This volume addresses the need for a more considered and systematic approach to teacher education and training in Computer-Assisted Language Learning (CALL), in all its forms: Technology Enhanced Language Learning, Network-Based Language Learning, Information and Communication Technologies for Language Learning and so on. The 20 chapters of the book are divided into five parts: (1) foundations of teacher education in CALL; (2) CALL degree programs; (3) CALL pre-service courses; (4) CALL in-service projects, courses, and workshops; (5) alternatives to formal CALL training. The chapters cover a broad range of levels, environments, countries, and languages. Rather than simply offering inspired speculation, the chapters provide practical information to readers, reporting on what has actually been done in a wide variety of teacher education programs and courses around the world. In many cases, the chapters describe how programs and courses have evolved, and include either qualitative or quantitative research, or both, to inform the structure of CALL courses, tasks and activities.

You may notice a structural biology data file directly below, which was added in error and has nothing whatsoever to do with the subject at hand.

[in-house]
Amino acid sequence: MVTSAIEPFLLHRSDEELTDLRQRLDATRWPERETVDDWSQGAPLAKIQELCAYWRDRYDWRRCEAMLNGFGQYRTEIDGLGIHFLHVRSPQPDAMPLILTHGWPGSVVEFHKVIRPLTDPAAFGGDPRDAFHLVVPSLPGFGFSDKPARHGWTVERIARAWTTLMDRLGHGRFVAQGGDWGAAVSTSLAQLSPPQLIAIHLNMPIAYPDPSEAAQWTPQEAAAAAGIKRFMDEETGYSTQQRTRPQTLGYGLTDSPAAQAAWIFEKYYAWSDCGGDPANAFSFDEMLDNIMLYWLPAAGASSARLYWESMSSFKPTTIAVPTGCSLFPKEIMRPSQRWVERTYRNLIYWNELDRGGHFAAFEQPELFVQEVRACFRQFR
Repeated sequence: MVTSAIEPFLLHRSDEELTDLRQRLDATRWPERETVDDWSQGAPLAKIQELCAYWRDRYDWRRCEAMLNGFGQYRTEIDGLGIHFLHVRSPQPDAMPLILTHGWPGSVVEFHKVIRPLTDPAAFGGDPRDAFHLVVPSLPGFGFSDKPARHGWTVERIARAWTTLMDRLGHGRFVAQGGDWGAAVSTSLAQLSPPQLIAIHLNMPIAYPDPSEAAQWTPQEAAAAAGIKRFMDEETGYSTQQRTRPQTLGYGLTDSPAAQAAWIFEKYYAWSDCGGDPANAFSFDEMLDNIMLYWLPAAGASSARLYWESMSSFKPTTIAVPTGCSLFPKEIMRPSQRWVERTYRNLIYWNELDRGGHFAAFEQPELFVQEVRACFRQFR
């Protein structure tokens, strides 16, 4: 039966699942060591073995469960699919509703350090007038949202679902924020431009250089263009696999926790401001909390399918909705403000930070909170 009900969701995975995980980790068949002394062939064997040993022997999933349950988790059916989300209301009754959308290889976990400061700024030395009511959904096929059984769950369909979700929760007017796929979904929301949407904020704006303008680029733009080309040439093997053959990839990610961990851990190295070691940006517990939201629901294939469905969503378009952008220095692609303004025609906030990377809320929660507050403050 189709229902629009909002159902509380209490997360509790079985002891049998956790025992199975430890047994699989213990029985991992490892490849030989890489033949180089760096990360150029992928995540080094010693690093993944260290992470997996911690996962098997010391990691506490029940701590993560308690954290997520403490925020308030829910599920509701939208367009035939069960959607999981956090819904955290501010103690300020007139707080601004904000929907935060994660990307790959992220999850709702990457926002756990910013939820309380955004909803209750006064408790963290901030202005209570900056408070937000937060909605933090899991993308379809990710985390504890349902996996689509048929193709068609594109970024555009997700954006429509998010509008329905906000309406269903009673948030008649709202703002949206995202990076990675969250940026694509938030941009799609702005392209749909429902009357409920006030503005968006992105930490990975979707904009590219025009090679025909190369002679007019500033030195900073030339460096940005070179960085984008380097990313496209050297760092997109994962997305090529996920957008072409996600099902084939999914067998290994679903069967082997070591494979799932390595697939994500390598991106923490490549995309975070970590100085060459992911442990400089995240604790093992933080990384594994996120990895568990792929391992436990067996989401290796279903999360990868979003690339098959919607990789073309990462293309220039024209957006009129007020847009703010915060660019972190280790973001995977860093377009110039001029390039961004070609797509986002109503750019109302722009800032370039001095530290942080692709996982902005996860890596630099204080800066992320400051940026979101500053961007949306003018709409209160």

Amidst the contentious debates about teacher effectiveness, most people believe that unions, education colleges, charter networks, consulting agencies, textbook publishers, test producers, professional associations, teachers, and researchers disagree with one another about the most essential school reforms. Though all these groups do certainly have their own interests and perspectives, they also all desire to see that students are better prepared for a competitive world. What if all these groups worked together for that very goal? What would happen if all reform work in PK-12 education centered on the improvement of teaching? Would teachers be treated differently? Would they respond to their work in more innovative ways? Would it change the quality of education that children in the United States receive? Six Degrees of School Improvement: Empowering a New Profession of Teaching provides glimpses of this realistic approach to American education reform with an eye toward what the system might look like in one to two generations from now. The book makes a solid case for "collaborative professionalism," a system that binds professionals together under a common set of understandings about the ways in which children and adolescents learn content knowledge and acquire skills. It argues that popular approaches to school improvement circumvent teachers and thus further de-skill and disempower the very people responsible for student learning in classrooms. Most importantly, the book provides very clear guidance on building a system of collaborative professionalism among teachers.